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Thailand In Turmoil
The Government's Secret Weapon?

An anti-government protester waves a Thai national flag while standing atop a police vehicle outside the Government House in Bangkok on December 9, 2013. Courtesy INDRANIL MUKHERJEE/AFP/Getty Images

After days of mounting protests, and just before thousands of peaceful demonstrators occupied the grounds around her empty and forlorn office, Thailand’s prime minister Yingluck Shinawatra finally gave in: she announced she would dissolve the lower house of parliament and hold a new election in early February. This would appear to be a massive win for the protestors and their leader, Suthep Thaugsuban, a former deputy prime minister who resigned from parliament at the beginning of this would-be revolution. But Yingluck’s announcement might be her party’s secret weapon to defeat the protestors.

How so? Despite what seems to be a massive movement to unseat Yingluck, she and her Pheu Thai party remain popular throughout the country—indeed, it’s highly likely that PT will win the February elections, as it has done in all five general elections since 2001. The protesters in Bangkok—hundreds of thousands of them—are a minority when you look at the entire country, which has a population of 66 million. In the north, which is home to millions of relatively poor farmers, the PT is broadly popular, thanks to expansive public subsidy and wealth-transfer programs. It has swept all national elections in the north since 2001, several times by large margins. The opposition, by contrast, has done very poorly at the polls in this area.

Thus Thaugsuban and his protestors were understandably disappointed in Yingluck’s announcement. The opposition wants power now; they are proposing a “people’s council,” an unelected body of “good people” that would appoint the country’s rulers by decree. They want to destroy the Shinawatras—Yingluck and her brother, Thaksin, who has been living in exile instead of serving time in jail for a graft conviction—who they see as corrupt managers of an inefficient, unrepresentative government. “I hate her government because they’re dishonest,” one protestor told the BBC. “They spend our money, our tax money on Shinawatra businesses and their networks.”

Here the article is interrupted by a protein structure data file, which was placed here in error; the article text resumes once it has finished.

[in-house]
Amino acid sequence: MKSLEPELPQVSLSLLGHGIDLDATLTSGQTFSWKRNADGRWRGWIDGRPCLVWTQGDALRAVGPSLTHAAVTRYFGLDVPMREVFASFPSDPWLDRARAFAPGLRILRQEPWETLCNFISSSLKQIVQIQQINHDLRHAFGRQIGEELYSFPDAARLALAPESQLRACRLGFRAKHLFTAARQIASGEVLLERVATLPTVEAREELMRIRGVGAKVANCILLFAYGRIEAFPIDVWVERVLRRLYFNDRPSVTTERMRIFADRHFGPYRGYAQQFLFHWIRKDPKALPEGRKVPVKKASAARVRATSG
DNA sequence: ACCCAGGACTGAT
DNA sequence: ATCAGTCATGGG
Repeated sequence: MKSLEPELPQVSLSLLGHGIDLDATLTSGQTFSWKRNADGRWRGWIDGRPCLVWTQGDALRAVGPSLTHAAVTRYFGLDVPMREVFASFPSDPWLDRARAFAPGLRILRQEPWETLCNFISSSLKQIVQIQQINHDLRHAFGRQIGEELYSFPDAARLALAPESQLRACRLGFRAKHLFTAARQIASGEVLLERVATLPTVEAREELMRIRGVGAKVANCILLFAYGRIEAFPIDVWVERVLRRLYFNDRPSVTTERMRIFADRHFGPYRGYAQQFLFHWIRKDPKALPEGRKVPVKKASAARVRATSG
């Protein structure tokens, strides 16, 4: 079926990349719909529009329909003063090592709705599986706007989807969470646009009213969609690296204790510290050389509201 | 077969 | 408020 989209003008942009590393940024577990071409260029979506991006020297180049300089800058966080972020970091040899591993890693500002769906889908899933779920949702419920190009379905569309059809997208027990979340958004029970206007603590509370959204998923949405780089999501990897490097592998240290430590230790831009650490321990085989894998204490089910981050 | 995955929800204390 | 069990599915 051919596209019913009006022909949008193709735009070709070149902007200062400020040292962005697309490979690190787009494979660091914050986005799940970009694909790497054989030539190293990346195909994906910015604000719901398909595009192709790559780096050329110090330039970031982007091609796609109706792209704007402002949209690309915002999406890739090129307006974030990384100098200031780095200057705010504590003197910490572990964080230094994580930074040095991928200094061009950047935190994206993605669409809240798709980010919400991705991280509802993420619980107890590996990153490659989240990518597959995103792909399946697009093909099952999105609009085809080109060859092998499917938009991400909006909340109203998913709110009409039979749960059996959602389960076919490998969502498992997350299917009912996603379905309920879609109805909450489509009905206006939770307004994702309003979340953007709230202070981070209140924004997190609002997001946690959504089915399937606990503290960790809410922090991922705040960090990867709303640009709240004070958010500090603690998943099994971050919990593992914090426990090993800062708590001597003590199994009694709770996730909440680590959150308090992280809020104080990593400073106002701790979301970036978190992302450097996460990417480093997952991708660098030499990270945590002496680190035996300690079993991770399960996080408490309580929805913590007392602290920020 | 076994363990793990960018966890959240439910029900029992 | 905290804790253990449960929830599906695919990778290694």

The protestors have vowed to press on. “The dissolving of parliament is not our aim,” he told Reuters. “From this minute onwards, all Thais have taken power back for the people,” he said in an evening speech in Bangkok today. It’s unclear if the opposition will take part in the elections in February. Its politicians resigned en masse from parliament to join the protestors weeks ago, and they refused to participate when Thaksin, then the prime minister, called for snap elections in a similar situation in 2006.

Much depends on the Thai army, which has attempted 18 coups in the past 80 years. So far it has tried to remain neutral, a mediator. In 2006, however, five months after Thaksin called for new elections, the army overthrew him. Will history repeat itself for his sister?

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  • Anthony

    Thai politics has always displayed a capacity to swing suddenly. The King’s 86th birthday has passed and now contretemps can resume – deeper problems will not be easily dismissed by Yingluck’s current maneuver.

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